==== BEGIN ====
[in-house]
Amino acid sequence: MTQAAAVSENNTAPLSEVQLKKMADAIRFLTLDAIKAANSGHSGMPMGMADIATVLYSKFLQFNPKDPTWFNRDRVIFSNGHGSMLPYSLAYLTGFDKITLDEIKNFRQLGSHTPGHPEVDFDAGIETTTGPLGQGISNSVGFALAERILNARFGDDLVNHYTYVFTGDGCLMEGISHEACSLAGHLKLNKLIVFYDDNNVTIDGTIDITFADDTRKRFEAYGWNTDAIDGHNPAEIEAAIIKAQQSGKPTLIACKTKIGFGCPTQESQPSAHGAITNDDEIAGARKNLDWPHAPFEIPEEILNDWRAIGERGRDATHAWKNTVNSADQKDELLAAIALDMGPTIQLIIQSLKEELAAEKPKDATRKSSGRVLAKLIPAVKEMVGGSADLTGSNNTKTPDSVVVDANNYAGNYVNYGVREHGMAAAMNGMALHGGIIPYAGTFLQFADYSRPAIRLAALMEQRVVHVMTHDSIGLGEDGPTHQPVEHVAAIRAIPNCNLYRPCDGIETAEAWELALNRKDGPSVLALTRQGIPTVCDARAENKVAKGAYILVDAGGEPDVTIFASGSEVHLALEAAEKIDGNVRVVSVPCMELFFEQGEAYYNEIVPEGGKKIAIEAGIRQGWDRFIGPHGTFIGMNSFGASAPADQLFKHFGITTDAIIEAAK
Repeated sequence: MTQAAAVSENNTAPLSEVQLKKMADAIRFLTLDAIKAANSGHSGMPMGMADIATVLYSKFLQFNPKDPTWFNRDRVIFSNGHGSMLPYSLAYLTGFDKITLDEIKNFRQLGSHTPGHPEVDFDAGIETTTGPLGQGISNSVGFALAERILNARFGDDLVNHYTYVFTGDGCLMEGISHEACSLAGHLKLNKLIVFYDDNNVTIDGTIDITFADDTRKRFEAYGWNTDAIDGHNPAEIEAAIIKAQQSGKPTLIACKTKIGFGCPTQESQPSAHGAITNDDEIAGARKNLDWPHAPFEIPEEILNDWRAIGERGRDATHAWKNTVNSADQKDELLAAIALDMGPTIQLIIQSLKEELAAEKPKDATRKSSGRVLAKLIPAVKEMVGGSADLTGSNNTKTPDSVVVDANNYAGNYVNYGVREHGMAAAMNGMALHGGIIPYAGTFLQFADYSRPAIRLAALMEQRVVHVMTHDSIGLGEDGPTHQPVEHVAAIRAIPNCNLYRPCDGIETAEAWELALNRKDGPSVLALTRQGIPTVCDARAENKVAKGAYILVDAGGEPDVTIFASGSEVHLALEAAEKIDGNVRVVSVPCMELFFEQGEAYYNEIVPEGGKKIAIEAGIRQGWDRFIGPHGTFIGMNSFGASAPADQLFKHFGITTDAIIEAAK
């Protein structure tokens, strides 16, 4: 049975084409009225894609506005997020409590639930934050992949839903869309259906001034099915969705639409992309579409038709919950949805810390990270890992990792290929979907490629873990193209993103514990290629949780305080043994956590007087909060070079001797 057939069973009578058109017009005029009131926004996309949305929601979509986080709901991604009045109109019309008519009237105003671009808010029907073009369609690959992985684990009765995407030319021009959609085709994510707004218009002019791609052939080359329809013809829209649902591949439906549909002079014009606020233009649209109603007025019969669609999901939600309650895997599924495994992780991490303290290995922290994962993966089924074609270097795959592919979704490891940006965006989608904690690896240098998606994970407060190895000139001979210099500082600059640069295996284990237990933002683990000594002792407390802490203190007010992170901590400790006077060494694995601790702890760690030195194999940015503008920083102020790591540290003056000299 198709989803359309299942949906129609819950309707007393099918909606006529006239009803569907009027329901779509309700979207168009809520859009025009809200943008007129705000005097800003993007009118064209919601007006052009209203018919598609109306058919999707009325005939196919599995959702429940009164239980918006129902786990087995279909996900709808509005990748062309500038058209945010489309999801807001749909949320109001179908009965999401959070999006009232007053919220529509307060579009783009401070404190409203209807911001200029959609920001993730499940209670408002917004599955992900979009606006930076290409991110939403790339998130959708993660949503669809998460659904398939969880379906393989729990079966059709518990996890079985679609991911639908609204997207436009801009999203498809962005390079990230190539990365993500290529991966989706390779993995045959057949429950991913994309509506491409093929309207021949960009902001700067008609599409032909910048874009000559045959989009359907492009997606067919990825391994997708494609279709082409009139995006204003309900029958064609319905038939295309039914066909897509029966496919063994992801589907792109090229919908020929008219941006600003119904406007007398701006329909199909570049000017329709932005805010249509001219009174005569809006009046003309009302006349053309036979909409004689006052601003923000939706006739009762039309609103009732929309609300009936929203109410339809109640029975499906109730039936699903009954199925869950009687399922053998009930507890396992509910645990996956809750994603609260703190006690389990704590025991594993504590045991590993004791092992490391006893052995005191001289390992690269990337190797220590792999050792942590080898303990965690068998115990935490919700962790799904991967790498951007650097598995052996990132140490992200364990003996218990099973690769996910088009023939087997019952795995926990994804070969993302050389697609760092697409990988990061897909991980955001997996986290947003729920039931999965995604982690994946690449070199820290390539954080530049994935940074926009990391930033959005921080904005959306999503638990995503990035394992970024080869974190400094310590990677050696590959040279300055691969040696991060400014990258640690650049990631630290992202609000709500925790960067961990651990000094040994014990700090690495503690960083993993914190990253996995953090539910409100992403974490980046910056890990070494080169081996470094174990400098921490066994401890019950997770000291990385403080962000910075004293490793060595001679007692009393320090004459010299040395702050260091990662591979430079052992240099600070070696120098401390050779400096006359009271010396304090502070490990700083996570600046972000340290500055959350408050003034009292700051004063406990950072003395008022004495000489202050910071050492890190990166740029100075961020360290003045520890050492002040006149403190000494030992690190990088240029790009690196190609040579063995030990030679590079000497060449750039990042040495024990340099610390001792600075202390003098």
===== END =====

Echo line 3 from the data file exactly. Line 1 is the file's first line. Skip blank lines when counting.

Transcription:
Repeated sequence: MTQAAAVSENNTAPLSEVQLKKMADAIRFLTLDAIKAANSGHSGMPMGMADIATVLYSKFLQFNPKDPTWFNRDRVIFSNGHGSMLPYSLAYLTGFDKITLDEIKNFRQLGSHTPGHPEVDFDAGIETTTGPLGQGISNSVGFALAERILNARFGDDLVNHYTYVFTGDGCLMEGISHEACSLAGHLKLNKLIVFYDDNNVTIDGTIDITFADDTRKRFEAYGWNTDAIDGHNPAEIEAAIIKAQQSGKPTLIACKTKIGFGCPTQESQPSAHGAITNDDEIAGARKNLDWPHAPFEIPEEILNDWRAIGERGRDATHAWKNTVNSADQKDELLAAIALDMGPTIQLIIQSLKEELAAEKPKDATRKSSGRVLAKLIPAVKEMVGGSADLTGSNNTKTPDSVVVDANNYAGNYVNYGVREHGMAAAMNGMALHGGIIPYAGTFLQFADYSRPAIRLAALMEQRVVHVMTHDSIGLGEDGPTHQPVEHVAAIRAIPNCNLYRPCDGIETAEAWELALNRKDGPSVLALTRQGIPTVCDARAENKVAKGAYILVDAGGEPDVTIFASGSEVHLALEAAEKIDGNVRVVSVPCMELFFEQGEAYYNEIVPEGGKKIAIEAGIRQGWDRFIGPHGTFIGMNSFGASAPADQLFKHFGITTDAIIEAAK